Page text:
Breast - Overview
- Breast in Menopause
- Male Breast
- Congenital and Developmental Abnormalities of the Breast
- Mastalgia (Breast Pain)
- Ductal Ectasia of Breast
- Fibrocystic Breast Changes
- Periductal Mastitis (Zuska’s Disease)
- Sclerosing Adenosis of the Breast
- Radial Scar of the Breast
- Mondor's Disease
- Breast Cancer
- Where Does Breast Cancer Start in the Breast?
- Tumor Suppressor Genes
- Inherited Gene Alterations
- Acquired Gene Alterations
- Breast Cancer Rates in terms of Genetic Transmission
- How does breast cancer spread?
- Frequency of Breast Cancer
- Prognosis and Survival of Breast Cancer
- Symptoms of Breast Cancer
- Treatment of Breast Cancer
Bacteremia. Breasts are a disadvantage for women in terms of breast diseases. Women are 100 times more likely to have breast cancer than men. Breast cancer is the most common type of cancer in women worldwide, particularly those over the age of 50 (menopause). The 5-year survival rate is 100% if caught early (Stage 1), 93% in Stage 2, 72% in Stage 3, and 22% in Stage 4.
Although the majority of breast lesions are palpable and benign, they can all be confused with breast cancer. This is especially important in fibrocystic changes, which are the most common cause of breast masses.
The breast is a glandular organ located on the chest. The breast is made up of connective tissue, fat, and breast tissue that contains the milk-producing glands.
Breasts are skin glands (apocrine glands) of ectodermal origin. The breast in women who have not given birth has not fully matured. Ductal (lactiferous duct) epithelium is more common, and alveolar (mammary gland) epithelium is less common. During pregnancy, the breast is prepared to give milk. Ductal, lobular, and alveolar (milk gland) development occurs.
2. Breast in Menopause
Glandular tissue in the breast decreases in menopause. It is replaced by adipose tissue (fat). Postmenopausal breast tissue consists of abundant adipose tissue, connective tissue, and lactiferous ducts. When fatty tissue in the breasts is reduced, the breasts become ptotic.
3. Male Breast
Before puberty, the development of the male breast is similar to that of the female breast. Estrogen and progesterone levels do not rise after puberty, and male breasts (lobules) do not develop. The male breast is rudimentary (underdeveloped) and consists of only small ducts. Therefore, breast cancer that develops in men is called ductal carcinoma. Lobular breast cancer is almost never seen.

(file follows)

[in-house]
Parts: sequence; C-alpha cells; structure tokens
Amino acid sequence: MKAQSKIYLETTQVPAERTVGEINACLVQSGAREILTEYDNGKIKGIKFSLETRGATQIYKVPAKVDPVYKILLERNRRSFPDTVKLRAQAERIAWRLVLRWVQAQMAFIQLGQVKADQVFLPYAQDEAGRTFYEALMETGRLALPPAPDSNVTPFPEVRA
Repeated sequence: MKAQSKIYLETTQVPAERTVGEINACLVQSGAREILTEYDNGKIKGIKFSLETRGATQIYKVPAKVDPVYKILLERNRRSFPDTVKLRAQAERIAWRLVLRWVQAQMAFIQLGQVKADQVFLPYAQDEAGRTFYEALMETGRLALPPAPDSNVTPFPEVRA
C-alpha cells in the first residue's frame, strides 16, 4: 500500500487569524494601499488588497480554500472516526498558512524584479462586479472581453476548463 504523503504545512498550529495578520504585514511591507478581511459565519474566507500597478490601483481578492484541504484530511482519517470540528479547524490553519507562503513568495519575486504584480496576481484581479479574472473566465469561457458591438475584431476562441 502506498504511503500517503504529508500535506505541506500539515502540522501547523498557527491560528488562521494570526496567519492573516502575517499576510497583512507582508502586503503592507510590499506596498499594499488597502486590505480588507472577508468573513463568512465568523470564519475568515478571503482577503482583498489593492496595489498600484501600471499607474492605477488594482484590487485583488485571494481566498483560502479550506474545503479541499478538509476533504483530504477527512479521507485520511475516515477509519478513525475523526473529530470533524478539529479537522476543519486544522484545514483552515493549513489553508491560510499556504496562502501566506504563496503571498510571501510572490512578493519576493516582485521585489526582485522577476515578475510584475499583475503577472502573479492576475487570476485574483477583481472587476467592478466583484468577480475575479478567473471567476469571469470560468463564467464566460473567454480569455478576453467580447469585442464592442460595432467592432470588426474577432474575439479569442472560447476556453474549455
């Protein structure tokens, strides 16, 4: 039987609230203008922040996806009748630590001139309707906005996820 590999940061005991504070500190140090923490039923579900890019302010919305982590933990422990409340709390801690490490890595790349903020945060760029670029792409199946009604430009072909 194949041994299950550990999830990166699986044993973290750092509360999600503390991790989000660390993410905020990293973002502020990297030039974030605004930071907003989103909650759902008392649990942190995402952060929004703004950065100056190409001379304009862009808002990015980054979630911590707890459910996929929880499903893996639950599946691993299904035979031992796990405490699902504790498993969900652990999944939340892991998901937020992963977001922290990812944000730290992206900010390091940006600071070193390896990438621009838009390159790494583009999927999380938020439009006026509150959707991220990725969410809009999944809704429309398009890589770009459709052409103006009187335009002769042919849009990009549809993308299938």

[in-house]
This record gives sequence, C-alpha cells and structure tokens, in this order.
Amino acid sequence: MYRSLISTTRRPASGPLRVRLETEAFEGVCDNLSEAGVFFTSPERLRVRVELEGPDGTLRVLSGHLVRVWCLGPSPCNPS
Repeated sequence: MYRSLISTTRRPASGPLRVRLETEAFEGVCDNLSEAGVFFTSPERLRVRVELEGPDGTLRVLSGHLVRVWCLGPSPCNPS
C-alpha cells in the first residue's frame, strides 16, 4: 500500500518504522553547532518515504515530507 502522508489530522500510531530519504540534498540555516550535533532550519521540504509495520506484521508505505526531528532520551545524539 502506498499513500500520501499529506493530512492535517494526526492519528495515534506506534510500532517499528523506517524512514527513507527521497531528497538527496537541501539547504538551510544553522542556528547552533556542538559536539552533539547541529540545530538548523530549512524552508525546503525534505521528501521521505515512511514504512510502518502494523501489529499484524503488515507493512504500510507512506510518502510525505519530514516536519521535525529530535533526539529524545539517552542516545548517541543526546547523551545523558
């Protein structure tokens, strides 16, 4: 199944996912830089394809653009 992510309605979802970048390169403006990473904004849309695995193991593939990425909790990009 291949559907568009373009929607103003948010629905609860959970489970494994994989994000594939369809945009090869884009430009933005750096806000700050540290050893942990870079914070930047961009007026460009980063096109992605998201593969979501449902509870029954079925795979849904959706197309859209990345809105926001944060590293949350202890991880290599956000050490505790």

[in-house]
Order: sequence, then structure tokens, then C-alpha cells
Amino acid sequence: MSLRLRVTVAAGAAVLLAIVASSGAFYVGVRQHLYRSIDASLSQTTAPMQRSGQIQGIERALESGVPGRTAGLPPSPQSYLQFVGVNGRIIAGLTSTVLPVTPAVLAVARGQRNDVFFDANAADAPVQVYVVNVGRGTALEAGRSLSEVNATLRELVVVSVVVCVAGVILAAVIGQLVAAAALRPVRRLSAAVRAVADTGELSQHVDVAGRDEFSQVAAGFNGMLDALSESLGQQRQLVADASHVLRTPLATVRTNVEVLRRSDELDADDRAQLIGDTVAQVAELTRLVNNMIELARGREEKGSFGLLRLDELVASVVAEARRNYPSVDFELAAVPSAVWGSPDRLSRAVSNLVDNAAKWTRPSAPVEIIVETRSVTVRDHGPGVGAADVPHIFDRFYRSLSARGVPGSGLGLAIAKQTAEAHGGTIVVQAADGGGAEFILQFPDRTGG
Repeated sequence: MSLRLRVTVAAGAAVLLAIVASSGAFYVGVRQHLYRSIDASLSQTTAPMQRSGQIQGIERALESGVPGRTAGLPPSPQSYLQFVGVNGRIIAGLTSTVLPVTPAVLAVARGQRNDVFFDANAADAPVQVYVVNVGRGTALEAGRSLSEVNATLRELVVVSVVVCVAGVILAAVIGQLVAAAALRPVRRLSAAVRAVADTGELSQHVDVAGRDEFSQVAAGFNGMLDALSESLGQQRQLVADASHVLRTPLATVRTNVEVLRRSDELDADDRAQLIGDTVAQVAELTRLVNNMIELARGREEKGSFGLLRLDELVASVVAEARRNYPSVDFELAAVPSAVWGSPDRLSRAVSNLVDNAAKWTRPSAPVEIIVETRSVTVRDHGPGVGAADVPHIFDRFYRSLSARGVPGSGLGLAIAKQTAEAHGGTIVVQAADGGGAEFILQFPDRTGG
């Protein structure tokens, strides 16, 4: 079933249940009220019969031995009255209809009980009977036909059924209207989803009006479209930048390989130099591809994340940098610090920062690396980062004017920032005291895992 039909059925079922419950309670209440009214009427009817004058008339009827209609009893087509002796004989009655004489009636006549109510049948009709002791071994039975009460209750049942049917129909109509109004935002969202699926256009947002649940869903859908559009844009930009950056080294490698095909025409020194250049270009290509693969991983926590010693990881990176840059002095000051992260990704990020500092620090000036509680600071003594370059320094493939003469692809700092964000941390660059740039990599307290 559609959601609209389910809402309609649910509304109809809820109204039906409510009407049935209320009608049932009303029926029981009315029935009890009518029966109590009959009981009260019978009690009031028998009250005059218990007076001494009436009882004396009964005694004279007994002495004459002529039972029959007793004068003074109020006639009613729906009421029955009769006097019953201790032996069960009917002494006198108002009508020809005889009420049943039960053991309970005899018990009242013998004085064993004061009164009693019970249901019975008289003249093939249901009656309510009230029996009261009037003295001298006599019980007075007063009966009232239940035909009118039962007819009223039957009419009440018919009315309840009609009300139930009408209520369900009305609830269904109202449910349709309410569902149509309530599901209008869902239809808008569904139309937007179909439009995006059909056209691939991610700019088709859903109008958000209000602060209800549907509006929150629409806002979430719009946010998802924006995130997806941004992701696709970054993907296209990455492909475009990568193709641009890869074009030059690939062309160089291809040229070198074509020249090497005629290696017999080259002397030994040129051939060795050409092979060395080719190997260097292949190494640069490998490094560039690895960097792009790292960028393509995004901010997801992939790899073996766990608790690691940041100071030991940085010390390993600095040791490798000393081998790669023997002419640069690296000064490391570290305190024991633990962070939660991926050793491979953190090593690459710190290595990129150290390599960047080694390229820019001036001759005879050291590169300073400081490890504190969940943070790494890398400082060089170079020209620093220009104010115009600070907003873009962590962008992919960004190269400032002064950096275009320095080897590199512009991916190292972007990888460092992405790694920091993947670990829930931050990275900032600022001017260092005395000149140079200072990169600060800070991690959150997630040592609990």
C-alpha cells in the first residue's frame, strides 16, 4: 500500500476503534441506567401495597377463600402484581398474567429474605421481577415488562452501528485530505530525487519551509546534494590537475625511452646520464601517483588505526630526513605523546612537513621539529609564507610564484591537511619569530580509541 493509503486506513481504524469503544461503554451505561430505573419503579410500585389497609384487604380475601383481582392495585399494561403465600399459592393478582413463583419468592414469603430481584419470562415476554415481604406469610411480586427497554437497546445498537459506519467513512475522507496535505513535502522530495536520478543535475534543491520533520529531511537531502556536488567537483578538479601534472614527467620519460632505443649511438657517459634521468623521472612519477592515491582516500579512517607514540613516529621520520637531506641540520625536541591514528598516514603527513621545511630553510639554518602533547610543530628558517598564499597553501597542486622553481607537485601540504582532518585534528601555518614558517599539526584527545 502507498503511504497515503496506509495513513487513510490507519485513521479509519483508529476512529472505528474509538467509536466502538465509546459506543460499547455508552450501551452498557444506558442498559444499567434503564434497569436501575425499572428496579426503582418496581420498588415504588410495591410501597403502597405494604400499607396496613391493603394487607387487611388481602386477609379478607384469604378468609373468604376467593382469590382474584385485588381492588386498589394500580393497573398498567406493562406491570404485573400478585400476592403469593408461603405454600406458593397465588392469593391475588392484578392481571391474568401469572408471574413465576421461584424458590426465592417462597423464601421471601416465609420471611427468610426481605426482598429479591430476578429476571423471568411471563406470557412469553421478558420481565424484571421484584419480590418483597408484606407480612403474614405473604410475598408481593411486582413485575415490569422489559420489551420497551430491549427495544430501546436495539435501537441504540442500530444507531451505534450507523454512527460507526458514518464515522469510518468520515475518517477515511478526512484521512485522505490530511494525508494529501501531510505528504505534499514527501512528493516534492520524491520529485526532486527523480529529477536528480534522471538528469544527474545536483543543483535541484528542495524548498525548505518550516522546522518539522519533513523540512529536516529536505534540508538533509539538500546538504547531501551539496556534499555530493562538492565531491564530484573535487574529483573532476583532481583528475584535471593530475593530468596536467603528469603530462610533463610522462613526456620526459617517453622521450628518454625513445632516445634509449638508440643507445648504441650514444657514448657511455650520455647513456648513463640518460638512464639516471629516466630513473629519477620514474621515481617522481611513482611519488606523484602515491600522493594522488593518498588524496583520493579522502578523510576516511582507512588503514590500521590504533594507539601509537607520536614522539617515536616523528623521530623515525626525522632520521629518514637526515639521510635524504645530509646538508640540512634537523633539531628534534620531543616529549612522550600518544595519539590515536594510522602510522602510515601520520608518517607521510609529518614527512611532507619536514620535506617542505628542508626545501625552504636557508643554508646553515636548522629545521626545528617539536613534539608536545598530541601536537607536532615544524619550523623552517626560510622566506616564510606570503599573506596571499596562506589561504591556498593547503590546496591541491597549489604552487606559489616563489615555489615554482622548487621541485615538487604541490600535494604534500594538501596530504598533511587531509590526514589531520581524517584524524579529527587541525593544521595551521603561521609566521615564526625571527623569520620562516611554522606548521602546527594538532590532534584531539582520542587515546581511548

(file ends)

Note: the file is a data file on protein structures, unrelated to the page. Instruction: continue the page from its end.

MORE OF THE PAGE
4. Congenital and Developmental Abnormalities of the Breast
- Amastia: Absence of breast tissue and nipple-areola complex.
- Amazia: Absence of breast tissue, but the nipple and areola are present.
- Athelia: Absence of nipple-areola complex, but the breast tissue is present.
- Breast Hypoplasia: Mammary hypoplasia, underdeveloped breasts, insufficient glandular tissue (IGT), tubular breasts. The breasts may be small, normal, or large, but the mammary tissue did not develop properly during adolescence, which can cause low or no milk production. Breast hypoplasia can be unilateral or bilateral. Spaced breasts, asymmetries, and the absence of breast changes during pregnancy and the postpartum period are signs of breast hypoplasia.
- Micromastia: Also called hypomastia, breast aplasia, small breasts: Breasts remain small after puberty.
- Symmastia (breasts fused to the midline): Symmastia is the union of both breasts in the midline (presternal region). The skin is elevated in the midline, and the depth of the intermammary sulcus (cleft) is reduced or completely disappeared. Symmastia is rarely congenital, more often, occurs with oversized, poorly positioned, or displaced implants (to the middle).